Brock Kidd

Wealth Management
for the Affluent Investor

Never Bet Against America – April 2022

For the first time in 2 years, we are writing this letter with the market lower than it was last quarter. When it comes to investing, there is not much we can promise, but one thing we can confidently say is that it will not be the last time. Wall street had several major issues to deal with as we began the first quarter of 2022. Though January began with positive momentum as we touched all-time highs, the markets quickly realized they would be forced to deal with rising inflation, an increase in interest rates, and a covid wave that was spreading like wildfire in other parts of the world. This led to the worst first month performance since 2009 as January saw the S&P 500 dip 5.3%, the Nasdaq 9%, and the Dow 3.3%.  Rising inflation and a steady increase in oil prices led people to question if the Fed had gone too far in stimulating the economy and what actions may be needed to get inflation back under control.  

Just as fears began to ease and stocks began inching back, a new crisis emerged: Russia’s invasion of Ukraine. In an attempt to deter further aggression and cripple the Russian economy, global sanctions were placed on Russia. Though the main impact will be felt by Putin and his country, this also put the world on the cusp of possible global energy and food shortages, as Russia and Ukraine are critical producers of each. Forced to entertain the idea of a World War coinciding with rising rates and strong inflation, the markets were left in flux. Markets hate uncertainty: with global economies facing it in heaps, all three indices finished the month down more than 3%. Negative momentum continued into March as peace talks failed and the war in Ukraine intensified. There were whispers about how the Fed would handle their March meeting, but after a 25bp hike and a roadmap of future hikes, a few of these uncertainties were answered, leading to a market rally of ~10% to close out March. Included in that stretch were four straight days of +1% moves in the S&P 500, which historically has led to strong market performance over the next 6 and 12 months; a highly welcomed positive trend. Overall, the S&P finished the quarter down 5%, the Nasdaq 9%, and Dow down 4%.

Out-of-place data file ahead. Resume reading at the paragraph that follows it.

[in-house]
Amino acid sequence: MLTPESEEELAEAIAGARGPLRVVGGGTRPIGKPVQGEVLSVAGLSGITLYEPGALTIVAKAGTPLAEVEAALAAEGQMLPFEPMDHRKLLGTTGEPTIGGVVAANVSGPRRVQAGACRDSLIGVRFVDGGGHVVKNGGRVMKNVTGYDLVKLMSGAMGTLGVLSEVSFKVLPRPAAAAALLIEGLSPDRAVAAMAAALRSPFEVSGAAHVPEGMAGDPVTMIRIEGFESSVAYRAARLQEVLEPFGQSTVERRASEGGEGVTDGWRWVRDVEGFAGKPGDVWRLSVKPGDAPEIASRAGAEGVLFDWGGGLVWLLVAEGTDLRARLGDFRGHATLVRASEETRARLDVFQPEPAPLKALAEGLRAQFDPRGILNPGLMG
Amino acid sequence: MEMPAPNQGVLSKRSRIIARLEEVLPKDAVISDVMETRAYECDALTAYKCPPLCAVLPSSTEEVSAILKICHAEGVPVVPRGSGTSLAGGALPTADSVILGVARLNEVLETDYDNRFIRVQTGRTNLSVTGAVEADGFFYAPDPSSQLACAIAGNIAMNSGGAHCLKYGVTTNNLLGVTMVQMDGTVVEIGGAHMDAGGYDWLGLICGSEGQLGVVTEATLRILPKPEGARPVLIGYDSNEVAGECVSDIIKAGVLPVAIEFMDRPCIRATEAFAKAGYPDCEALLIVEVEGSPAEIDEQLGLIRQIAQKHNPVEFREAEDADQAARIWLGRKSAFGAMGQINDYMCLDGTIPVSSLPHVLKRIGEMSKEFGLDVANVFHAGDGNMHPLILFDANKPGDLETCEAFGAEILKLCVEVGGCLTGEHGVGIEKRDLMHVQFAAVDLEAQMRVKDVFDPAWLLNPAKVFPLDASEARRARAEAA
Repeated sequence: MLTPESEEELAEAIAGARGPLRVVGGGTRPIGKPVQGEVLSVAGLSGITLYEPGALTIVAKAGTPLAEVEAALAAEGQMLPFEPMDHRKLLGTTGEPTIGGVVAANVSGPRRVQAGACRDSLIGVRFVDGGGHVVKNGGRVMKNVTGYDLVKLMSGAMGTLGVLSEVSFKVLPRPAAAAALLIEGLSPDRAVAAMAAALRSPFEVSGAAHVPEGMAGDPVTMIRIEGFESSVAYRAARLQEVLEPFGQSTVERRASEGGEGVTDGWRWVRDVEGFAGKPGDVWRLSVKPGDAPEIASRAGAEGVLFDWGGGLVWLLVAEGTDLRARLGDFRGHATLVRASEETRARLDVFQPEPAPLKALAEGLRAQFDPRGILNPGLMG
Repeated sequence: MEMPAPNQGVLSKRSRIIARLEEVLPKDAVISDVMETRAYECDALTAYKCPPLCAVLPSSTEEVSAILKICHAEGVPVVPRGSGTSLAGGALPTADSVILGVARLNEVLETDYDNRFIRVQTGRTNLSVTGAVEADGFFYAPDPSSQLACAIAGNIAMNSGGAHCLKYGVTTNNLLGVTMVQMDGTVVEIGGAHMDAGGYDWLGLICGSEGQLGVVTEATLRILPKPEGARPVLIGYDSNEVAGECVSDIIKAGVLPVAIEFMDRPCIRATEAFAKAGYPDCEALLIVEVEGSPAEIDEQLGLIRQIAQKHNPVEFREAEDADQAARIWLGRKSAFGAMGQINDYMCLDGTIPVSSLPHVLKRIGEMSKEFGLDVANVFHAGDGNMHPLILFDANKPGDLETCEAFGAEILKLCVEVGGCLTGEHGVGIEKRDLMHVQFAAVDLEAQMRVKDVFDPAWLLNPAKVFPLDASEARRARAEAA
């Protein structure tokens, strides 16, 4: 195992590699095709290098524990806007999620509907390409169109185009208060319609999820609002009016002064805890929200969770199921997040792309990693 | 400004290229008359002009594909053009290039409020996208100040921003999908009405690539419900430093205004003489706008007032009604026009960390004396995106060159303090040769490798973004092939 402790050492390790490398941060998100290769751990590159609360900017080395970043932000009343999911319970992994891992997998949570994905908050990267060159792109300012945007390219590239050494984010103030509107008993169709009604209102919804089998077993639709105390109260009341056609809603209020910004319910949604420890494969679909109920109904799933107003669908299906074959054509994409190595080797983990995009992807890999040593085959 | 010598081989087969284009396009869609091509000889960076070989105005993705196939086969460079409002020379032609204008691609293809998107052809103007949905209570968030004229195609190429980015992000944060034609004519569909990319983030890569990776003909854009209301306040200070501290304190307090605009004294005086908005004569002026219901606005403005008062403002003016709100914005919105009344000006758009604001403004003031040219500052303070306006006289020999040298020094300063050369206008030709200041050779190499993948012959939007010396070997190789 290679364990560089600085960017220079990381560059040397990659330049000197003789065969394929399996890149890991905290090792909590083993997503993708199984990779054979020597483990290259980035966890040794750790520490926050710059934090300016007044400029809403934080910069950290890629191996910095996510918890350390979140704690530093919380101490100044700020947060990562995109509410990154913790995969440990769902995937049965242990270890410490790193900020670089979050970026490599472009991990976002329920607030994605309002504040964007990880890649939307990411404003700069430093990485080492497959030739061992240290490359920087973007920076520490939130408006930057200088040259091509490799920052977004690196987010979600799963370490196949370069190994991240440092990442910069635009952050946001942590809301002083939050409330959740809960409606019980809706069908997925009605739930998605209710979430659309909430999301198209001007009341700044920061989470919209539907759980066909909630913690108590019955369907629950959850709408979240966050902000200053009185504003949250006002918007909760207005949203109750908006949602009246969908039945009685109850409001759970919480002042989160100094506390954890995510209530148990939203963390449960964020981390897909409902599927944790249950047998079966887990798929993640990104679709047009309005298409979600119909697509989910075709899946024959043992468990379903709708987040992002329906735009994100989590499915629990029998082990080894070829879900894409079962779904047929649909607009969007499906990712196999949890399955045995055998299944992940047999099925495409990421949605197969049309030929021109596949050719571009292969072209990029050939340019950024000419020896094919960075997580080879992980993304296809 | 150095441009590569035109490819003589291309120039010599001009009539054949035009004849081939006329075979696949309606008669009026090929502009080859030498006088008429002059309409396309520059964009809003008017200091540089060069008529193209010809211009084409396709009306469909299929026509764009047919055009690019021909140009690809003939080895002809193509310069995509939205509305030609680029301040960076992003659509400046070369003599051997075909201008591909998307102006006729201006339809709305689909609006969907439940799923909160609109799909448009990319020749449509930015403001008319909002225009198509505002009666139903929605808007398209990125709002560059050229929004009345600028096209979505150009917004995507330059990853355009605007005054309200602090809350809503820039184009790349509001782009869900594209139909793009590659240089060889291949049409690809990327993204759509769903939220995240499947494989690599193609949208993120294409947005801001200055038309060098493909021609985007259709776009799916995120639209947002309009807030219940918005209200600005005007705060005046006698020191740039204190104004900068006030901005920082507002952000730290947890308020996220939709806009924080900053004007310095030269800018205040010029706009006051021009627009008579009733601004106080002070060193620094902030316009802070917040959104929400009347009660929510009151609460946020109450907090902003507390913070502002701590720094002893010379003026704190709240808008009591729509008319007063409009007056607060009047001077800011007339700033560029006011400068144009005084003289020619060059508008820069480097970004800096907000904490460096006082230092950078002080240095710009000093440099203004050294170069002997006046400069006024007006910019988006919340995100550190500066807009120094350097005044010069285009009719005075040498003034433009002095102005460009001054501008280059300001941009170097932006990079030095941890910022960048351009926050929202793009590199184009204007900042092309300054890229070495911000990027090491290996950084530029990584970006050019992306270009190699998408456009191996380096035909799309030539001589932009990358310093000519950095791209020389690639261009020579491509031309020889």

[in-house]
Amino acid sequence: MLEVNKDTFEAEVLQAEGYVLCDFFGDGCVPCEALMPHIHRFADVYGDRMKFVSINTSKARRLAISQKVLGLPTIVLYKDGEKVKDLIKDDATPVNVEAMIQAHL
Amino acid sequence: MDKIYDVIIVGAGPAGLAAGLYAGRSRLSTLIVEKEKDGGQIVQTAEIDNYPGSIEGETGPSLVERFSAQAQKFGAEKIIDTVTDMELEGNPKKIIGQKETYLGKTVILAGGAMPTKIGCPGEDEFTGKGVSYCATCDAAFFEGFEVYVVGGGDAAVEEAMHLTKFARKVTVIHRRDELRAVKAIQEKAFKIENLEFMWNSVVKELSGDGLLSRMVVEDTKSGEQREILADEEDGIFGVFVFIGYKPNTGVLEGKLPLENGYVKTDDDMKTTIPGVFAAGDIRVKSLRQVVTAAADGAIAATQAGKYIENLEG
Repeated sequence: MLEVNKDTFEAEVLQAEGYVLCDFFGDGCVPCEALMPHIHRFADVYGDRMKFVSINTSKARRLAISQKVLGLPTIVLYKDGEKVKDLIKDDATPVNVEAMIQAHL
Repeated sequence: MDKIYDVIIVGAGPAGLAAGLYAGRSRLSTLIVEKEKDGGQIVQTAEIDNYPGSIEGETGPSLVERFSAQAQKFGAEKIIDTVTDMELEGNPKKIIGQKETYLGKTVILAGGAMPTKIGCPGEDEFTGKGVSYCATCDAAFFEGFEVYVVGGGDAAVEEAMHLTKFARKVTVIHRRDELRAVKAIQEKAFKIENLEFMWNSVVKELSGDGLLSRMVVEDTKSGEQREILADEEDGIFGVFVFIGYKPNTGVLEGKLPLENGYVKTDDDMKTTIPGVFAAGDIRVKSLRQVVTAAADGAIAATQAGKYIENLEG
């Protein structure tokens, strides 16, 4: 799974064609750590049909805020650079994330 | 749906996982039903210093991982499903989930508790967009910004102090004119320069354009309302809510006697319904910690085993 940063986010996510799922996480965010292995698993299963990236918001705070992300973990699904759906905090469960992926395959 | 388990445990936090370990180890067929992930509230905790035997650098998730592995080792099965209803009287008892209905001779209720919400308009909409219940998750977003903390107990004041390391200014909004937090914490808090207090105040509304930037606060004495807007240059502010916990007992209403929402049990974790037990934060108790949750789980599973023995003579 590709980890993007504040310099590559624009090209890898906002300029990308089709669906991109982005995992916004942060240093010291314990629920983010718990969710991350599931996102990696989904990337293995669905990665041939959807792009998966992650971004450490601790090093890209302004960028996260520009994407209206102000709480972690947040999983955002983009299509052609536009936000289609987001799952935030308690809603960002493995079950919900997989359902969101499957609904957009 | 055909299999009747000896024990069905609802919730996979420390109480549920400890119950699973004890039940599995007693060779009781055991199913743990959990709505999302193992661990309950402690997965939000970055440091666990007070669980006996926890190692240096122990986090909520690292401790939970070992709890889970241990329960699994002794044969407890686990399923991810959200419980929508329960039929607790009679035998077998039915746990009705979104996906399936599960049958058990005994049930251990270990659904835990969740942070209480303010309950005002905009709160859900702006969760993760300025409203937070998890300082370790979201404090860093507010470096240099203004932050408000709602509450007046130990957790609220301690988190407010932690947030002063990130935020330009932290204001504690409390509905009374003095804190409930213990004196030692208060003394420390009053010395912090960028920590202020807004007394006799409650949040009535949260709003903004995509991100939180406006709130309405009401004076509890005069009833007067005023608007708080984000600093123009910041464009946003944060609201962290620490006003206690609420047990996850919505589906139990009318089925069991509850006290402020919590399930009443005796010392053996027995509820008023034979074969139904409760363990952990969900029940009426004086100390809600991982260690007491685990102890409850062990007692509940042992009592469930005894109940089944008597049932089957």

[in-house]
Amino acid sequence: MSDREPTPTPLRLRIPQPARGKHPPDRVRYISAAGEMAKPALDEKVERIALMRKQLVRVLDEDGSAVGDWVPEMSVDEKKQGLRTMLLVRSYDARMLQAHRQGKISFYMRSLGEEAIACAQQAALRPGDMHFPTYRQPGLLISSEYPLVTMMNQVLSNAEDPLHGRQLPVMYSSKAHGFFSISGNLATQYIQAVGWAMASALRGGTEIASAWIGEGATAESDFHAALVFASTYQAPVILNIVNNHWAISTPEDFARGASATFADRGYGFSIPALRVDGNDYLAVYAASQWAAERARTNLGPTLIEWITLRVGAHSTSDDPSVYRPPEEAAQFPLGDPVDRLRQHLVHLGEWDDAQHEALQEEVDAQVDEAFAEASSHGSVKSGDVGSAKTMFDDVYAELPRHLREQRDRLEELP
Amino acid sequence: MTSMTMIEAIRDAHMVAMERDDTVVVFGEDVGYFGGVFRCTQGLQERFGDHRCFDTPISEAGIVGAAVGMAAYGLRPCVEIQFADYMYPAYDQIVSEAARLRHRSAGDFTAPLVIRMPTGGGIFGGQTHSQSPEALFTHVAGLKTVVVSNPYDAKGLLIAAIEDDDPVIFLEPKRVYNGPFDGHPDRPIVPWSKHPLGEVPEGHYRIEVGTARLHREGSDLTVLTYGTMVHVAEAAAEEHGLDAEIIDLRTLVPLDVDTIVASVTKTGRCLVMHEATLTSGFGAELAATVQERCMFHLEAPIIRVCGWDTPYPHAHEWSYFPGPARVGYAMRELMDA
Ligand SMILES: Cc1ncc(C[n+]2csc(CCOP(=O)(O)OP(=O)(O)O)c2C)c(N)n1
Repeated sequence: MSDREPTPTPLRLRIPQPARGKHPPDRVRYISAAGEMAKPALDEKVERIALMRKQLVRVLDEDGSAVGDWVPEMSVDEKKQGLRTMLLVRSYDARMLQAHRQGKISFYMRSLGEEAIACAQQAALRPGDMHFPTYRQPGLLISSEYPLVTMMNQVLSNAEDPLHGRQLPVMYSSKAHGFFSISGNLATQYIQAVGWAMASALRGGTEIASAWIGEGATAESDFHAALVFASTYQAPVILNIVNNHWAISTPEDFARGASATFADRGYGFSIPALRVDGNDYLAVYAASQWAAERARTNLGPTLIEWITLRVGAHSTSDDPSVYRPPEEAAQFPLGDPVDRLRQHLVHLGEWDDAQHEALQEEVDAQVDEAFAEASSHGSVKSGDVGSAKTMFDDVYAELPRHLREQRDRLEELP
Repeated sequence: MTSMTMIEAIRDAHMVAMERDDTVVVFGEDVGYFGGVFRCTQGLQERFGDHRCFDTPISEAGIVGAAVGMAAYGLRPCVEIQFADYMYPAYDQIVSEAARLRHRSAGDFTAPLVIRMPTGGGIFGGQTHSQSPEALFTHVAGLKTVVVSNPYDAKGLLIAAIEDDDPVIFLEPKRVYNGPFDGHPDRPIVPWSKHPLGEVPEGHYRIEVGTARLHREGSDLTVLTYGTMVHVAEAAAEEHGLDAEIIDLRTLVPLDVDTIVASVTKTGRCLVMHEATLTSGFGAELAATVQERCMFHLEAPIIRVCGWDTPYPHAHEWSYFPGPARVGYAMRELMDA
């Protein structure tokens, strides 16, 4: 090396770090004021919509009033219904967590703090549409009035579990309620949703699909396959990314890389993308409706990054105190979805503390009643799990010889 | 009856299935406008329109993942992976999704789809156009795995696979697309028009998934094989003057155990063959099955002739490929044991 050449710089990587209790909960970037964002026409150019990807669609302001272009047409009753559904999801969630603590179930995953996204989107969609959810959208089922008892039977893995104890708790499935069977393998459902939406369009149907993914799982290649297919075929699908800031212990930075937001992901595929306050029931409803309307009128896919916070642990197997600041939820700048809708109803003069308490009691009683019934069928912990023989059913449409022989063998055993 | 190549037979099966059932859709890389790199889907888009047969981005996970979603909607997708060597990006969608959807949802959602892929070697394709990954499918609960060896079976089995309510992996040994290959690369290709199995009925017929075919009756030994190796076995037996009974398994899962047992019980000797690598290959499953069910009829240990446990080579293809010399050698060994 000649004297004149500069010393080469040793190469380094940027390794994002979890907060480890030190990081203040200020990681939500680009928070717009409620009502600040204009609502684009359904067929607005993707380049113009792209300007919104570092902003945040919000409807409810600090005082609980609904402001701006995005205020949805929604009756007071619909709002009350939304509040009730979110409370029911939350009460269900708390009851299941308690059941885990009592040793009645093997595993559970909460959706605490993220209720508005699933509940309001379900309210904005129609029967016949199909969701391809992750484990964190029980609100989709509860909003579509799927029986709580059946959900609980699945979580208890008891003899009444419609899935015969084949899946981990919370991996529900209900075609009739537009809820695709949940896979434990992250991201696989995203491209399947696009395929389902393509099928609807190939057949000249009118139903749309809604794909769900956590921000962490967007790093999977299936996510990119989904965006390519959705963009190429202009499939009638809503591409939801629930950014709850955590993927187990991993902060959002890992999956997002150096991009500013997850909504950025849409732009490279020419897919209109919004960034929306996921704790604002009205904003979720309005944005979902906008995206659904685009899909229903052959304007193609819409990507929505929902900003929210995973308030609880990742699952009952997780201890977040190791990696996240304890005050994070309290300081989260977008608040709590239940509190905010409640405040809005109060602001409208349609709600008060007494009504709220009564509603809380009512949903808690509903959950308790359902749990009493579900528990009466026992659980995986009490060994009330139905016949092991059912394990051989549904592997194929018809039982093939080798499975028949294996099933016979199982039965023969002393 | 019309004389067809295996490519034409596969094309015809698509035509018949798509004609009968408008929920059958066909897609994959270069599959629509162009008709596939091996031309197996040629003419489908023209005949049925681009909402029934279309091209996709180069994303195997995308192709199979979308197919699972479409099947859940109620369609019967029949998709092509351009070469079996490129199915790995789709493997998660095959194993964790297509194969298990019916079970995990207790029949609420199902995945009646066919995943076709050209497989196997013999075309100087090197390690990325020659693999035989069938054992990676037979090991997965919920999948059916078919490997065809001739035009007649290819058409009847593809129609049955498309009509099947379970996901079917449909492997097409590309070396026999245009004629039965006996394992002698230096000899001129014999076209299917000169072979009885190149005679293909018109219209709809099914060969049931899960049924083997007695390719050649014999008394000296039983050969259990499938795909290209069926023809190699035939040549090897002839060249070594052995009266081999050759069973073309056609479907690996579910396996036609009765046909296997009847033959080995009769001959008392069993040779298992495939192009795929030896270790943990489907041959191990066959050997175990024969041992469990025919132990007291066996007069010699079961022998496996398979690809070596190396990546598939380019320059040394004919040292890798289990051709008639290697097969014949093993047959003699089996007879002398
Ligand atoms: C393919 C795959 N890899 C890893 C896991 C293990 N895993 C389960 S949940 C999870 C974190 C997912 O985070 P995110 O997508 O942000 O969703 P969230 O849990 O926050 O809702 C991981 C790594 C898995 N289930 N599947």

Energy unsurprisingly carried the quarter with the sector up over 37%. Utilities were the only other sector in the green, which ended the quarter up 4% as some investors reallocated to the more defensive sector. Communication services, consumer discretionary, and information technology were the three worst performing sectors, falling 12.1%, 9.2%, and 8.6% respectively. Financials showed relative resilience as beneficiaries of rising interest rates, finishing the quarter down less than 2%.